by Kristin P. Sinclair – A Accu Tax – January 15, 2018
Just as there are definite tax advantages for using a Traditional IRA, there are also penalties if the rules are not followed. Not only are additions to the regular tax for using your IRA funds to engage in prohibited transactions, there may also be additional taxes for the following activities:
- • Investing collectibles
- • Making excess contributions
- • Taking early distributions
- • Allowing excess amount to accumulate
A prohibited transaction is generally any improper use of your Traditional IRA account or annuity by you, your beneficiary, or any disqualified person(disqualified persons include your fiduciary and members of your family. Hyour family includes spouse, ancestor, lineal descendant, and any spouse of a lineal descendant.)
Examples of prohibited transactions with a Traditional IRA are:
- • Borrowing money from your IRA
- • Selling property to your IRA
- • Using your IRA as security for a loan
- • Buying property for personal use (present or future) with your
- • Traditional IRA funds.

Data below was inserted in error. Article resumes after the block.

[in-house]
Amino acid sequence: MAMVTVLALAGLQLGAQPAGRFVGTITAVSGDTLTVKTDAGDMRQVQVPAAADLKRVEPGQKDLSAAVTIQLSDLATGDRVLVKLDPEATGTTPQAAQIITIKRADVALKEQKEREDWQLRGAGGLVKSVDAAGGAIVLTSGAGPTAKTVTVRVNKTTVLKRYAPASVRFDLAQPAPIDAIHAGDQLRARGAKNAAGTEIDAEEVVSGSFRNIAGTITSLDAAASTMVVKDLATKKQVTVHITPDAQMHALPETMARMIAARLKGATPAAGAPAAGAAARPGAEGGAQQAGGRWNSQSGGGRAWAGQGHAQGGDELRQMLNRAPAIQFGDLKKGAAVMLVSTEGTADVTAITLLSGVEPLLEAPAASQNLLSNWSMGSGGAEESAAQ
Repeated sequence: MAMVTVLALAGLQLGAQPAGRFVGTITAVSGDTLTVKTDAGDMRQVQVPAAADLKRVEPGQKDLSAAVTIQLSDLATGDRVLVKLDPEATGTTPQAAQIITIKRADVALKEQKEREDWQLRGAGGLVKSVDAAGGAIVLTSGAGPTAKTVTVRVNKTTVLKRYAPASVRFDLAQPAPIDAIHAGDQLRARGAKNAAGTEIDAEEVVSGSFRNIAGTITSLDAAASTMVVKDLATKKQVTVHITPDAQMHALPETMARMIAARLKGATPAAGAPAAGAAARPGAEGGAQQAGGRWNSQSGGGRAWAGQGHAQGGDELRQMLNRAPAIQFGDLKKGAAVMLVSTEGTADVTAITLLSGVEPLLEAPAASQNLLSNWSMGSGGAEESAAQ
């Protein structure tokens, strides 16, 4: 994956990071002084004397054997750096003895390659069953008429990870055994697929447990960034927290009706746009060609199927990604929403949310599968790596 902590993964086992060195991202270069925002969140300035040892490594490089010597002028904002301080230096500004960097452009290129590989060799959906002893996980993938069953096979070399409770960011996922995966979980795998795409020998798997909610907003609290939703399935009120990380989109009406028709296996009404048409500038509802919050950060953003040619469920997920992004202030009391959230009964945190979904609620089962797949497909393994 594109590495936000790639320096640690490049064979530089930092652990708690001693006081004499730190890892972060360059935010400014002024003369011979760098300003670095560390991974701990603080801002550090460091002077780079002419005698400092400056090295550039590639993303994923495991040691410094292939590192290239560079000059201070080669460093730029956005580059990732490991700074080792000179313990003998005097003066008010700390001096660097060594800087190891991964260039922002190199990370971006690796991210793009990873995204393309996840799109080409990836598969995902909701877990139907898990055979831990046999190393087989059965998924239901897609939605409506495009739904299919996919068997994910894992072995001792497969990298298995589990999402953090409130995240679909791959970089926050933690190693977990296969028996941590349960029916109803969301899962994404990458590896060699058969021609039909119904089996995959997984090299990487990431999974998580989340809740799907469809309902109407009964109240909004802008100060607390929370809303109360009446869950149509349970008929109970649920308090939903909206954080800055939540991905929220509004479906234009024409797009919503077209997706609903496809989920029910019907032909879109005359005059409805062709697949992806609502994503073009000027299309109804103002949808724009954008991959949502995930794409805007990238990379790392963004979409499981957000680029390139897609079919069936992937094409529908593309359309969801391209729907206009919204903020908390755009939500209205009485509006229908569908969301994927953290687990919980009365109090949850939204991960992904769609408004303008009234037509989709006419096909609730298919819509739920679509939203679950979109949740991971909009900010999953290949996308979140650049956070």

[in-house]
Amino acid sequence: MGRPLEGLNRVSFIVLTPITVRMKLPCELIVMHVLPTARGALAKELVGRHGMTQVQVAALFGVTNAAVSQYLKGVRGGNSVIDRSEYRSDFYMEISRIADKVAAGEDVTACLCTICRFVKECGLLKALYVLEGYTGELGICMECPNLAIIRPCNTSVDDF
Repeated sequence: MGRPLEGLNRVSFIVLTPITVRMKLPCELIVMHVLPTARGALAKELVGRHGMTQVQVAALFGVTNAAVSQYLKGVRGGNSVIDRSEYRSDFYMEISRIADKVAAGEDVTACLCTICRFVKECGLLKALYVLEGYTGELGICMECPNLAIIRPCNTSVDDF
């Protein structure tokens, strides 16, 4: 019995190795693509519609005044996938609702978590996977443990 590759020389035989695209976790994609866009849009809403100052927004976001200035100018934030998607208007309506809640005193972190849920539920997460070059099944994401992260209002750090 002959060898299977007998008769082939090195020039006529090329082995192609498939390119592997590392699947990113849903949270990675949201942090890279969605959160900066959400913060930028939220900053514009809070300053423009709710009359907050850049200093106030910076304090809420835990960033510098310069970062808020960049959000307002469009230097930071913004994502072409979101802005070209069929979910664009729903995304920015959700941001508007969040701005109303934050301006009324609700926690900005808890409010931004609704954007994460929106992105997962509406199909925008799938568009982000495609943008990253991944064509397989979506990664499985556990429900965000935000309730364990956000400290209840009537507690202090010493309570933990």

It is also important to note that if your IRA invested in non-publicly traded assets, or assets that you directly control, the risk you face for engaging in prohibited transactions may be increased.
If you or your beneficiary engage in a prohibited transaction with your IRA, then the most common consequence is that your IRA ceases to be an IRA as of the first day of that year. This means that your IRA account is treated as distributing all of its assets to you at their fair market values on the first day of the year. If the total of those values is greater than your basis in the IRA, you will have a taxable gain that normally must be included in your income.
For additional information on prohibited transactions and questions concerning how you might want to utilize your retirement funds, call Kristin Sinclair with A Accu Tax at (803)329-0615.
Updated in Charleston SC and Rock Hill SC
January 15, 2018 (803)329-0609
KPS: More information is available at IRS.gov.
See Publication 590-A and Publication 590-B.